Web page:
Judging by the record presented in What the Dormouse Said, it is indisputable that many of the engineers and programmers who contributed to the birth of personal computing were fans of LSD, draft resisters, commune sympathizers and, to put it bluntly, long-haired hippie freaks.
posted by gleenyc on May 7, 2005 - 32 comments

The Bushy Tree

A clickable genealogy charting the lineage of visual interactive computing systems and user interfaces, by Bruce Damer. Some quirky/broken links, but plenty of interesting stuff there, too.
posted by carter on Mar 2, 2005 - 7 comments

Man, those things are OLD!

"Puntate. Clic." 1000Bit archives images of vintage computer adverts, magazines, manuals, and brochures, many in Italian. Also of interest: old-computers.com, the Obselete Technology Web, Rune's PC-Museum, and Dave's Old Computers. [via]
posted by monju_bosatsu on Mar 1, 2005 - 10 comments

VAX 11/780 - The Future Is Now

Geek History through T-Shirts. Shamelessly cribbed from memepool, who spotted a good one...
posted by tss on Dec 15, 2004 - 13 comments

Silicon Valley strikes again

The Computer History Museum is hosting this years Vintage Computer Festival in Mountain View, California. Featuring live demonstatrions of a Xerox Alto as well as an auction for a Commodore 64 prototype, this year promises to be fun for geeks of all ages. (via Wired)
posted by starscream on Oct 7, 2003 - 5 comments

Ahhh ... memory lane

Obsolete computers 1975-89. There's my first baby.
posted by MintSauce on Aug 22, 2003 - 51 comments

History and culture of computing

While there are a number of sites devoted to the history of computer and information technologies, their invention, design and manufacture is also a human story. So I'm glad that there are sites devoted to computing history and culture that also look at the lives of those involved. The Charles Babbage Institute and Center for the History of Information Technology, includes oral histories of engineers and 500 photographs of the Burroughs Corporation form the 1890s on. The Smithsonian Museum Division of Information Technology and Society is a gateway to a large number of 'real life' and online Smithsonian exhibitions related to the history of science and technology, including more oral histories and PDFs of the original DoD press releases for ENIAC. The Oxford University Virtual Museum of Computing includes tributes to information science pioneers, as well as much other stuff. Finally, the Silicon Valley Cultures Project is using anthropology to document the lives of many of those in the Valley.
posted by carter on Jun 22, 2003 - 6 comments

Newly Digital

Newly Digital is an electronic anthology of sorts. Due to the technological advancement of these things we call "computers", it's a subject ripe for nostalgia. As seen here by bloggers writing about their first . . .
posted by jeremias on Jun 2, 2003 - 1 comment

The Computer Photography of Arthur Lavine.

The Computer Photography of Arthur Lavine. Got a reel-to-reel fetish? Does the phrase "hand assembled ferrite core memory" make you swoon? Take a look at some old-school nerds at work for Chase Manhattan, back in the days when computers were big and expensive, and a Macintosh was a raincoat. It's an exhibit at San Diego's Computer Museum of America, which is chock full of goodies. Check out the slide show exhibit too.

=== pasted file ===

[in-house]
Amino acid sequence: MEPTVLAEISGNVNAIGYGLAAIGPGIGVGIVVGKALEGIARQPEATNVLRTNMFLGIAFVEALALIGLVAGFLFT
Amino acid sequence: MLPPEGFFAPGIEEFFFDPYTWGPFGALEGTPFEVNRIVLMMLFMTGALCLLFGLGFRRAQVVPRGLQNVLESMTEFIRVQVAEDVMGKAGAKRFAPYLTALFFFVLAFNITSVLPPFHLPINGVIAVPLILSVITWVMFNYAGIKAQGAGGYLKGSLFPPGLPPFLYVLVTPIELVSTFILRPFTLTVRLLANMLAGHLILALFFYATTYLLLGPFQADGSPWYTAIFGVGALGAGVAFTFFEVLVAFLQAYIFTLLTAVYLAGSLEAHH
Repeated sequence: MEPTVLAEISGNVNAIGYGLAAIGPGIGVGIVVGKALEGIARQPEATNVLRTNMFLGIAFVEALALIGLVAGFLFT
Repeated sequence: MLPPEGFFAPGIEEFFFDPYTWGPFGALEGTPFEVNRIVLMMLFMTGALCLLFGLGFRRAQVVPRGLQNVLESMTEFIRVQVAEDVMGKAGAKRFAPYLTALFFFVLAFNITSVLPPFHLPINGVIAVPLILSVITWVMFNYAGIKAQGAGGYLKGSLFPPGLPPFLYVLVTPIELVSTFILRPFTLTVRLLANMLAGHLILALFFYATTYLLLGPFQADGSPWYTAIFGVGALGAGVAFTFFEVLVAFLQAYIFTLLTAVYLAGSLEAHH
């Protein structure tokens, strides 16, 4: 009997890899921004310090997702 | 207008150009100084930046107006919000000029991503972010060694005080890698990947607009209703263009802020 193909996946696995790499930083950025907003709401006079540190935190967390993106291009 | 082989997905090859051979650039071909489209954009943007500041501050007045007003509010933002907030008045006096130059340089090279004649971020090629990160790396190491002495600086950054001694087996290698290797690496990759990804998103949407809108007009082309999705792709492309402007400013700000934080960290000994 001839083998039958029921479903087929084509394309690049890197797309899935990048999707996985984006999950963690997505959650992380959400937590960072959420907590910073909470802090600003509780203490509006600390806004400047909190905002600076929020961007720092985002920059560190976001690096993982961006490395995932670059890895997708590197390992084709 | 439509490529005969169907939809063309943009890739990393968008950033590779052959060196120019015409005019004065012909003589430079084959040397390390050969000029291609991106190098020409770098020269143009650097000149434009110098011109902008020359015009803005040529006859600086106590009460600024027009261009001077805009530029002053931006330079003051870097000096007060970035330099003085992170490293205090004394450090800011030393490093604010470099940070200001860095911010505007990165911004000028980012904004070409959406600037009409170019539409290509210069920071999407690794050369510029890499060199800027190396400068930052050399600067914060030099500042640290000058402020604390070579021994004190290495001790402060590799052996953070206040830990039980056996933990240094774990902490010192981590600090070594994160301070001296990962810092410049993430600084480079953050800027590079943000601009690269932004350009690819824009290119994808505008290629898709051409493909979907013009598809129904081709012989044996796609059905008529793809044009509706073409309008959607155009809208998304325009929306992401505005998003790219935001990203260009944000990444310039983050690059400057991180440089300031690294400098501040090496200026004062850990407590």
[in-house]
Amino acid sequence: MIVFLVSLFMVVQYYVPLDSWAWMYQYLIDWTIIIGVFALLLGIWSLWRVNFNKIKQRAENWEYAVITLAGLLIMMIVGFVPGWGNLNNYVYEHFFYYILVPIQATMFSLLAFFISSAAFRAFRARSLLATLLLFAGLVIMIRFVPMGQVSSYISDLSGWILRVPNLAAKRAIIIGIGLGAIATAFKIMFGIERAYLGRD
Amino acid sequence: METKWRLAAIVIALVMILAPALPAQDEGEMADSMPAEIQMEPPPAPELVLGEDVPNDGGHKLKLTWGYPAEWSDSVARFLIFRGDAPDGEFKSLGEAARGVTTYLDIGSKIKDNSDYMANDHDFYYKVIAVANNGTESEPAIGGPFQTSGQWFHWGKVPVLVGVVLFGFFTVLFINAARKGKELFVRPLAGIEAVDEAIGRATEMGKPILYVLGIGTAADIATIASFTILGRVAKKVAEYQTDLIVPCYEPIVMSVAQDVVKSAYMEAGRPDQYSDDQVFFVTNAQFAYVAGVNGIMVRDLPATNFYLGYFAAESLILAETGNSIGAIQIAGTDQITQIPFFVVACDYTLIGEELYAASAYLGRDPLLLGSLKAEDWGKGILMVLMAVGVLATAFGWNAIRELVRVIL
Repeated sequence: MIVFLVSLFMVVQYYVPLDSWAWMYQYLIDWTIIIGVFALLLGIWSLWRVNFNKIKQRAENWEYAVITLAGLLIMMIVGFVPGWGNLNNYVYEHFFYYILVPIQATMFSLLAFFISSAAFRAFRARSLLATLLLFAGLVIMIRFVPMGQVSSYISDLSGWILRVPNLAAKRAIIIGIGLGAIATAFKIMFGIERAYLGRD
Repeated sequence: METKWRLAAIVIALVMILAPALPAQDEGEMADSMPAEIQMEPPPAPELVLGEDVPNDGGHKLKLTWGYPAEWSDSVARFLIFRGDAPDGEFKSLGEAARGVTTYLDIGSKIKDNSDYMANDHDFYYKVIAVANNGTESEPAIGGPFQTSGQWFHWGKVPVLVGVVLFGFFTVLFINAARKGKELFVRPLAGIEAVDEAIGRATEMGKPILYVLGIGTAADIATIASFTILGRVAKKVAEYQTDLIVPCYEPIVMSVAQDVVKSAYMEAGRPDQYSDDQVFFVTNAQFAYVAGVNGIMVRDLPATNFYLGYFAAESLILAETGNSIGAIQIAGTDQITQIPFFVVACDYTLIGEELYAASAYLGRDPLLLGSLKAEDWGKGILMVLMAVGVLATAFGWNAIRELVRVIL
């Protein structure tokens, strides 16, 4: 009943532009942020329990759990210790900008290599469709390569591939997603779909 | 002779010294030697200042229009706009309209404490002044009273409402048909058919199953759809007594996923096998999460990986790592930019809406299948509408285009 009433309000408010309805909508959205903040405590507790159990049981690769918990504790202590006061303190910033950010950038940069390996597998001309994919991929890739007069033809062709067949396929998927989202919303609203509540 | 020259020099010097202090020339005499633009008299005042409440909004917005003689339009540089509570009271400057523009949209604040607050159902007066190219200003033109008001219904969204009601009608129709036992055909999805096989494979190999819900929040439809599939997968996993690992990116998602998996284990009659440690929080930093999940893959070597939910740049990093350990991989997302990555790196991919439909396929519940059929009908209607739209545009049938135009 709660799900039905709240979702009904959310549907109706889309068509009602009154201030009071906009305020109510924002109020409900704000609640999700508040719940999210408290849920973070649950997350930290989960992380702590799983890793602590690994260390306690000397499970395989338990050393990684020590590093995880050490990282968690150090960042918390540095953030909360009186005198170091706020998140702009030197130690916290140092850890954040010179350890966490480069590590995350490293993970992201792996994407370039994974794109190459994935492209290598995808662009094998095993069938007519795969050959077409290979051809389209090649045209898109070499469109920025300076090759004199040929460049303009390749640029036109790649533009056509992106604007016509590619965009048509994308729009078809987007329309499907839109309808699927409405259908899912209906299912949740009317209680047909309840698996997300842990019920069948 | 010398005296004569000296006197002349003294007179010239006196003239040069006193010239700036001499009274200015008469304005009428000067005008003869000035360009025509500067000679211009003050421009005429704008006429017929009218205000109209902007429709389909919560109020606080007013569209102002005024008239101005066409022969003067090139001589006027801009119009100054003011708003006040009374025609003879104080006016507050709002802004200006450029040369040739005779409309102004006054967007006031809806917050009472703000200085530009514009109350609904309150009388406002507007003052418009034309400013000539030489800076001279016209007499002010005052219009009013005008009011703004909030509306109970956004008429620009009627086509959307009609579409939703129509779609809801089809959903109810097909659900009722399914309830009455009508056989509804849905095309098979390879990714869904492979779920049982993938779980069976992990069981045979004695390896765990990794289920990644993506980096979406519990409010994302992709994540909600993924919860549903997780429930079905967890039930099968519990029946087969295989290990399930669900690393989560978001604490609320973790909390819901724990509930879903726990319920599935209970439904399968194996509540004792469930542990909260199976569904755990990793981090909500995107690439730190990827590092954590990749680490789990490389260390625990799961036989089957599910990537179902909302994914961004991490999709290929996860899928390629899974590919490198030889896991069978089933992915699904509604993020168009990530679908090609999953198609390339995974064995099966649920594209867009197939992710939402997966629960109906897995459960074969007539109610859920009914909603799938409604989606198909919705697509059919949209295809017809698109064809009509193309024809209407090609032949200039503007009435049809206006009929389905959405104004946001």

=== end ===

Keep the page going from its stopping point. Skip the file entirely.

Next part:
posted by condour75 on Nov 8, 2002 - 6 comments

www.computerhistory.org

www.computerhistory.org is the virtual incarnation of computer historian and collector Michael Williams' phat-ass computer museum. My favourite, BTW, is the timeline, searchable by year or topic. What technological milestones occured in the year of your birth?
posted by stuporJIX on Feb 15, 2002 - 8 comments

NYT celebrates 40 (or so) years of FORTRAN

NYT celebrates 40 (or so) years of FORTRAN
The computer language that started it all is remembered in this breezy Times article (reg. req.'d.). [I think it has to do with some recent reunion of original team-members, but any contemporary event to rationalize printing this is buried in the copy.] Do something high-level with your computer today to commemorate. Here's an ibiblio.org text with more information.
posted by rschram on Jun 13, 2001 - 5 comments

Soviet Computer Technology

Soviet Computer Technology circa 1988 (Google Cache).
posted by mutagen on Apr 22, 2001 - 7 comments

The Story of Mel

The Story of Mel - Almost everyone's seen the Story of Mel on USENET or via email... the story of the guy who wrote programs for a particular ancient drum computer by using the characteristics of the drum to handle memory allocation and time delays. In a footnote on the Jargon File, it seems that his last name is known... An interesting footnote to an interesting and probably true story.
posted by SpecialK on Apr 7, 2001 - 5 comments

The US Government should buy it and make it a national monument.

The US Government should buy it and make it a national monument. PARC up for sale? I didn't realize that Xerox was hurting so badly.
posted by Steven Den Beste on Oct 19, 2000 - 4 comments

I never understood folks who were into this until I equated them with antique car collectors.
posted by Avogadro on Sep 14, 2000 - 11 comments

Page: 1